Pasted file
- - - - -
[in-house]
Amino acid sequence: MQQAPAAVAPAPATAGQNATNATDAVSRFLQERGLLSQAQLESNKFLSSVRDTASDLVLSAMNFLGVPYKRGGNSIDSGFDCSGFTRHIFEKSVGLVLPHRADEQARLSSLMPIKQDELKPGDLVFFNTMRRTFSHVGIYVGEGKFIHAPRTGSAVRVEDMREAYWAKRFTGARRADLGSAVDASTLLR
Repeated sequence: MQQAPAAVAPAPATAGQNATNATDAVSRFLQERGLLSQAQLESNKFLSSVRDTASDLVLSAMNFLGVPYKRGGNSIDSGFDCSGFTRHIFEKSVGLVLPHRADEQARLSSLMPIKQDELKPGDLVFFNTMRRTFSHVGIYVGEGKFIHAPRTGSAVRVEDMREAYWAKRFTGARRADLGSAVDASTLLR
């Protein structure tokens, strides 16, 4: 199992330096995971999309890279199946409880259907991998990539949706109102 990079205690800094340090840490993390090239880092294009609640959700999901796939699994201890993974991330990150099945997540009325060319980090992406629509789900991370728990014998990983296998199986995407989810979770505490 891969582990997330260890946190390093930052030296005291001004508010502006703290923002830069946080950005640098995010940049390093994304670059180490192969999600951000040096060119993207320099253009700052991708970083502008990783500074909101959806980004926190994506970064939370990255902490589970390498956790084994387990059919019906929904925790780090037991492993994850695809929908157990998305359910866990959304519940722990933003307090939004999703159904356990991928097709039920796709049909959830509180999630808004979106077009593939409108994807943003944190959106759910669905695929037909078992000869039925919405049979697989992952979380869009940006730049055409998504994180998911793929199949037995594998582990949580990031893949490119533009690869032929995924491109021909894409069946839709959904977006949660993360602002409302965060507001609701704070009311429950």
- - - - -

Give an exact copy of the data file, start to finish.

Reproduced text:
[in-house]
Amino acid sequence: MQQAPAAVAPAPATAGQNATNATDAVSRFLQERGLLSQAQLESNKFLSSVRDTASDLVLSAMNFLGVPYKRGGNSIDSGFDCSGFTRHIFEKSVGLVLPHRADEQARLSSLMPIKQDELKPGDLVFFNTMRRTFSHVGIYVGEGKFIHAPRTGSAVRVEDMREAYWAKRFTGARRADLGSAVDASTLLR
Repeated sequence: MQQAPAAVAPAPATAGQNATNATDAVSRFLQERGLLSQAQLESNKFLSSVRDTASDLVLSAMNFLGVPYKRGGNSIDSGFDCSGFTRHIFEKSVGLVLPHRADEQARLSSLMPIKQDELKPGDLVFFNTMRRTFSHVGIYVGEGKFIHAPRTGSAVRVEDMREAYWAKRFTGARRADLGSAVDASTLLR
């Protein structure tokens, strides 16, 4: 199992330096995971999309890279199946409880259907991998990539949706109102 990079205690800094340090840490993390090239880092294009609640959700999901796939699994201890993974991330990150099945997540009325060319980090992406629509789900991370728990014998990983296998199986995407989810979770505490 891969582990997330260890946190390093930052030296005291001004508010502006703290923002830069946080950005640098995010940049390093994304670059180490192969999600951000040096060119993207320099253009700052991708970083502008990783500074909101959806980004926190994506970064939370990255902490589970390498956790084994387990059919019906929904925790780090037991492993994850695809929908157990998305359910866990959304519940722990933003307090939004999703159904356990991928097709039920796709049909959830509180999630808004979106077009593939409108994807943003944190959106759910669905695929037909078992000869039925919405049979697989992952979380869009940006730049055409998504994180998911793929199949037995594998582990949580990031893949490119533009690869032929995924491109021909894409069946839709959904977006949660993360602002409302965060507001609701704070009311429950």